“We felt if we came through those tough away fixtures [during the winter] we would be setting ourselves up for the rest of the season,” added winger Ashley Young.

“We have managed to do that and now our home form is key. A lot of people might not have thought we would be in front of City but we have that belief. As long as we are winning our games, the pressure is on them.”

So much that the returning carpetbagger Carlos Tevez will be welcomed back into the first team with open arms when the 28-year-old is match fit. After Mancini so publicly defenestrated the Argentinian any move to welcome Tevez back is little more than an act of desperation, critics will correctly add.

Meanwhile, Ferguson is brimming with confidence; a man who has once again confounded the critics and supporters by taking a thin United squad further, domestically at least, than many has predicted.

“We have that experience and it does help,” concluded the United boss.

“We won’t get nervous. Against West Brom we kept playing our football even at 1-0 when the fans were thinking ‘just get us a second’. It didn’t concern the players one bit. It is good to see that kind of temperament.”

Over at Eastlands the crying supporter has rapidly become a poster boy for the moment. Millington denied his public distress – he could do little else. But the fan, much like Mancini, will have woken this morning with a significant dent to both pride and confidence.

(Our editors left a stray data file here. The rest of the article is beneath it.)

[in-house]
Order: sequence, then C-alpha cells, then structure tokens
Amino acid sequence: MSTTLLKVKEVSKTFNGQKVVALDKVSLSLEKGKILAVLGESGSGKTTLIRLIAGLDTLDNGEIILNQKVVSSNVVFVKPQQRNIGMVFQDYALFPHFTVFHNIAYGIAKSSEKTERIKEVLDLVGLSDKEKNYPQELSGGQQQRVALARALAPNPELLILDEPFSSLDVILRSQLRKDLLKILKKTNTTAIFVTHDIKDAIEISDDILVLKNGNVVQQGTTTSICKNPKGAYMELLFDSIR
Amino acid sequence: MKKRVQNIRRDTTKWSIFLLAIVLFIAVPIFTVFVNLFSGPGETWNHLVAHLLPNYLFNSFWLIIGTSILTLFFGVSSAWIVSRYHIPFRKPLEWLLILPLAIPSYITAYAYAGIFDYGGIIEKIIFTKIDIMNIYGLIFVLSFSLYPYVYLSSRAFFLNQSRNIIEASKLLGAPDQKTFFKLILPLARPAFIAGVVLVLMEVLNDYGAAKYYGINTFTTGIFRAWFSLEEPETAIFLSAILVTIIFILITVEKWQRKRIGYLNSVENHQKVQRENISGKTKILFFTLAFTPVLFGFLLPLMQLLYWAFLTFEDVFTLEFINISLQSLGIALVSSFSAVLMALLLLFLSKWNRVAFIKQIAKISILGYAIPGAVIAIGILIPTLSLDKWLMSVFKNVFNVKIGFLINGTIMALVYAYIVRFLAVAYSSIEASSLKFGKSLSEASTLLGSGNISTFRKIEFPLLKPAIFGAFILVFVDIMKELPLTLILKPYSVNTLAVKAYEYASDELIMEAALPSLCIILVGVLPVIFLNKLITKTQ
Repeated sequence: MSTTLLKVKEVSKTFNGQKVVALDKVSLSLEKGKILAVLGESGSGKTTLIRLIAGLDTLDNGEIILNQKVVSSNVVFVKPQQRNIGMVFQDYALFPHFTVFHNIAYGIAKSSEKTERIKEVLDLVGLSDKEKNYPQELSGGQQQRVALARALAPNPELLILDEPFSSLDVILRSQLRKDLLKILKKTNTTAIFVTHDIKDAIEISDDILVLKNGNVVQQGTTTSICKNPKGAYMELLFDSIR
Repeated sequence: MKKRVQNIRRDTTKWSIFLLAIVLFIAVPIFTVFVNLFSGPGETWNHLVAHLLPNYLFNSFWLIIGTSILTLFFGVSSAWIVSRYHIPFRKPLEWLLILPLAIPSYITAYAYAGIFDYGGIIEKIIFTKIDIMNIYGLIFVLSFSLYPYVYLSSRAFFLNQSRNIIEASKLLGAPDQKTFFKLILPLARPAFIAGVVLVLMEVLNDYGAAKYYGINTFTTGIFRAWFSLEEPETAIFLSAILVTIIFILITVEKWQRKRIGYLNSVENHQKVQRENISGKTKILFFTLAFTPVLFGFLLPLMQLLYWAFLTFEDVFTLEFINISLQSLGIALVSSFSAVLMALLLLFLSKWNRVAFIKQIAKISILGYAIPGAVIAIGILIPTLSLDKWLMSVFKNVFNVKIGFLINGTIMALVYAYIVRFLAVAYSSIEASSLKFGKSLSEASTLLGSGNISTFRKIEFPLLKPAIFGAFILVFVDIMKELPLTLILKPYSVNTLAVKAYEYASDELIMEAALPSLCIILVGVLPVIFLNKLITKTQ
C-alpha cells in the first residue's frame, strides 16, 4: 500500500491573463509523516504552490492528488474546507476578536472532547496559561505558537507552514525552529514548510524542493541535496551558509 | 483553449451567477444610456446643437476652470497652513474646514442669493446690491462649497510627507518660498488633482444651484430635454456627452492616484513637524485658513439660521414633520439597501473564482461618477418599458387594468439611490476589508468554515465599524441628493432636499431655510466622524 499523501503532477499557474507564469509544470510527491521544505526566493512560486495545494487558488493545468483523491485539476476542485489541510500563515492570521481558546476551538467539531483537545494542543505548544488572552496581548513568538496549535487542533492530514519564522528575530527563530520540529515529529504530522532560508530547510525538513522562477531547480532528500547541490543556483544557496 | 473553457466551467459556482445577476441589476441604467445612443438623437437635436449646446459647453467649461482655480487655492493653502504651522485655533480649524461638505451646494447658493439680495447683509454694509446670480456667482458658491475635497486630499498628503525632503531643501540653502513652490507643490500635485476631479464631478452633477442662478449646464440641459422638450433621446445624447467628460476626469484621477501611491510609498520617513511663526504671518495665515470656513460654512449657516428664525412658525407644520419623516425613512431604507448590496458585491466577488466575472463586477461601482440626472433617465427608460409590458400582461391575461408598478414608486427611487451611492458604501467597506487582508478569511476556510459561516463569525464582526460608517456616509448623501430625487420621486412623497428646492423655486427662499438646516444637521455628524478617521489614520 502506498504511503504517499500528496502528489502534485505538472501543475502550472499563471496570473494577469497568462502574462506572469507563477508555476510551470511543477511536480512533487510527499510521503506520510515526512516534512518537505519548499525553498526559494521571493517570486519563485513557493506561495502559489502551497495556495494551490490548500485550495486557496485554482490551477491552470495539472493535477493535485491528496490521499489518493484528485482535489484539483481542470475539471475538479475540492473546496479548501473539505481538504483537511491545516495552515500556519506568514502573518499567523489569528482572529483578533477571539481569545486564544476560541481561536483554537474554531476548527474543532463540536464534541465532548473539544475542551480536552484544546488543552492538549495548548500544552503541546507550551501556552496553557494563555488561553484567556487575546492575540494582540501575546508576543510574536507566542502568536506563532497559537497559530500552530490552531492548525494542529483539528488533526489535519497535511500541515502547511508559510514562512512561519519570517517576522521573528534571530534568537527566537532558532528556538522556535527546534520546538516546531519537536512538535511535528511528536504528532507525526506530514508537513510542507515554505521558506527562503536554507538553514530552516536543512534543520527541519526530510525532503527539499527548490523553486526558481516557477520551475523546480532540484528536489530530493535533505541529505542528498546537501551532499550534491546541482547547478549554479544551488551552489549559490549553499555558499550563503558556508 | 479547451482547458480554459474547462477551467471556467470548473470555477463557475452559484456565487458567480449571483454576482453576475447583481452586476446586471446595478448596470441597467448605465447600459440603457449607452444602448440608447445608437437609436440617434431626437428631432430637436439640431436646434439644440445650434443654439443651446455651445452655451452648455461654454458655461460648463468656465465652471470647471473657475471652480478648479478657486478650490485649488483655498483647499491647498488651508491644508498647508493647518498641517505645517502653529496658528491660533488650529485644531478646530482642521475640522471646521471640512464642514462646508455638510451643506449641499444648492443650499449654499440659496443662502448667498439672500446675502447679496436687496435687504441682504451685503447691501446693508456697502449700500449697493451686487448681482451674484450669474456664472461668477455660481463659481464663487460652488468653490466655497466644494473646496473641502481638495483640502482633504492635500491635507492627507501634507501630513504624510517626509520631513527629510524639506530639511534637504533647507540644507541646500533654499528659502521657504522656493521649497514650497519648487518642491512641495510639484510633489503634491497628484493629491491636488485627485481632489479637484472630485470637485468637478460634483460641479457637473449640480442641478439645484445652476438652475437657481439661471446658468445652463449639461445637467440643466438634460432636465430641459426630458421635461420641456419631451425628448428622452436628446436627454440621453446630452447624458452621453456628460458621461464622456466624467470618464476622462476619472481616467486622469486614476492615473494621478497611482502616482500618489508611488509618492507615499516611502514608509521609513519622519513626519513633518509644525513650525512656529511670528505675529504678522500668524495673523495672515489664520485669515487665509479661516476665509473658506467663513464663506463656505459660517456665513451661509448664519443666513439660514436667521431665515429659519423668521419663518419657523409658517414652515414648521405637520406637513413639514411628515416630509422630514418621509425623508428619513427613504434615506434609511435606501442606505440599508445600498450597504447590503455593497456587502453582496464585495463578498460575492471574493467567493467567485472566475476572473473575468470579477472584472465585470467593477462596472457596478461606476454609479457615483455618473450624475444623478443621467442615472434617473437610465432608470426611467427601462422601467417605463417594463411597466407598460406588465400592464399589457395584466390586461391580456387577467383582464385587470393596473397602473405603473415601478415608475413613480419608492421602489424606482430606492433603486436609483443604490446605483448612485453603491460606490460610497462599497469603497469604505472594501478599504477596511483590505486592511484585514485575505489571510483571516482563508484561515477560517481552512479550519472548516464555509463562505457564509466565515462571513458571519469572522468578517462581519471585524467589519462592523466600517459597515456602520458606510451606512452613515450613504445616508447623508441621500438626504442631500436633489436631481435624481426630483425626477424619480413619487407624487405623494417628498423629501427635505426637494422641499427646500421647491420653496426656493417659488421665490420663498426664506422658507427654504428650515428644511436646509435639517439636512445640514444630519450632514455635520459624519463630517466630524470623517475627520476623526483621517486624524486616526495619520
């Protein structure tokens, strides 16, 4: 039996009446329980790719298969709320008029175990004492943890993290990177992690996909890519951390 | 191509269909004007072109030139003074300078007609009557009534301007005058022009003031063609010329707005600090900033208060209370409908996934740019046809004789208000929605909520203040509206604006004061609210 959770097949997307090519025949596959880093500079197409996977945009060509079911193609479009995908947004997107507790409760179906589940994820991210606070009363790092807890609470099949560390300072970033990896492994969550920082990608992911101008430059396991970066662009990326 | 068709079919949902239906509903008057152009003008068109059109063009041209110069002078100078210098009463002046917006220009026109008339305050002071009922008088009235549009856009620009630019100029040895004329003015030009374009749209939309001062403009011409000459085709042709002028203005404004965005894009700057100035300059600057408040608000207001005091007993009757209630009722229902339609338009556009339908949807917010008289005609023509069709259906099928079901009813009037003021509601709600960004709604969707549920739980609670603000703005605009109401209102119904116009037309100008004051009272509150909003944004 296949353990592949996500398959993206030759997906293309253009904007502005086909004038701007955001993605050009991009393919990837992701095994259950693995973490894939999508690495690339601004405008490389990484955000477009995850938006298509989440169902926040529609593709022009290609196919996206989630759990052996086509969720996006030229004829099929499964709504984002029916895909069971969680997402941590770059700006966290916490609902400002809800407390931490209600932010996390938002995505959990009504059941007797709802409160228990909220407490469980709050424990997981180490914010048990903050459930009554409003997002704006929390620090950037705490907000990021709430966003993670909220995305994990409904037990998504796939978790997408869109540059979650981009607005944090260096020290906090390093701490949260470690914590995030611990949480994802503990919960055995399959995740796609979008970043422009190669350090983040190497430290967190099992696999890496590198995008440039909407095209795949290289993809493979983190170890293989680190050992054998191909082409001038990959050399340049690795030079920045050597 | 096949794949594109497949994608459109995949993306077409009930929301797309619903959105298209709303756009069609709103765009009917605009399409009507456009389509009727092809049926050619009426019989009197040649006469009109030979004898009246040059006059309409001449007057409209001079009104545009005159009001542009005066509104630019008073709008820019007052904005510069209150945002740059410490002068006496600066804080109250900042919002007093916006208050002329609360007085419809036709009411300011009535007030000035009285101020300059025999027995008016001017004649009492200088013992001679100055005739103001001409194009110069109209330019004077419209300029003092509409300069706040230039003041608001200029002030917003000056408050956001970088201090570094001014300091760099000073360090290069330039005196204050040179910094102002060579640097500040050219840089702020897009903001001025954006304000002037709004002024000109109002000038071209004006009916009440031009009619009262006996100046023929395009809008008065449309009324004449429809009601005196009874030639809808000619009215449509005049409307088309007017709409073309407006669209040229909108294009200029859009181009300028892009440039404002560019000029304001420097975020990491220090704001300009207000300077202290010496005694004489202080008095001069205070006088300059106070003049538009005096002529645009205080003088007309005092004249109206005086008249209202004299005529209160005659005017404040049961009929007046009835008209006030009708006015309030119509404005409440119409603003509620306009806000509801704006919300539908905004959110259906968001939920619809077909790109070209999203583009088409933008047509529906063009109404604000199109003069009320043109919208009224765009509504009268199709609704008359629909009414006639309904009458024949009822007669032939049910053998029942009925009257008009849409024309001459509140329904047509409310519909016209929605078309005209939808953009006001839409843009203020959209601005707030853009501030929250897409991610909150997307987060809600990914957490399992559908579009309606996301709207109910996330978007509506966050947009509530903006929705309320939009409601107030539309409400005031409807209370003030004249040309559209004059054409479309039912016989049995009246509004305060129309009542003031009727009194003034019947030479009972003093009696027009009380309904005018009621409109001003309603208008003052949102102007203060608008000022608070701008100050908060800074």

Raise that City banner high

January 28, 2010 Tags: , , Just for fun 5 comments

Manchester City’s cocky nouveau riche attitude fell a peg or two last night as Manchester United deservedly reached the Carling Cup final. It was City’s biggest night in years and the Abu Dhabi-owned Bitters badly choked at the final hurdle. With City in the FA Cup it is premature to raise the “35 years” Stretford End banner, but surely that’s only a factor of time.

“This football club will be without doubt the biggest and best in the world,” the hapless City CEO Gary Cook said in a New York bar last week.

“People don’t like to hear it but I’ll make no excuses for saying it, and I will never stop saying it because I truly believe it with the resources and capabilities that we have – and when, not if, we’re at Wembley having beaten Man United yet again!”

Cook later backtracked and claimed to believe the meeting was “private” despite the presence of a TV camera crew. The CEO is widely mocked in football circles after City’s incompetent failed bid for former-AC Milan midfielder Kaká last year, where he accused the Italian outfit of “bottling it.” Classy. Not.

Then the Brummie lied to the national press, claiming not to have opened talks with manager Roberto Mancini before incumbant Mark Hughes found a P45 waiting in his Eastlands office.

Not that Mancini’s predictions have born any more fruit.

“When we go to Old Trafford, we will take that banner down,” said the former Italy international striker who no doubt believes City have the Premier League’s widest pitch, tallest floodlights and bluest shirts.

“This is the last year because we will win.”

Perhaps about time City stopped staring into that blue-tinted the crystal ball, eh?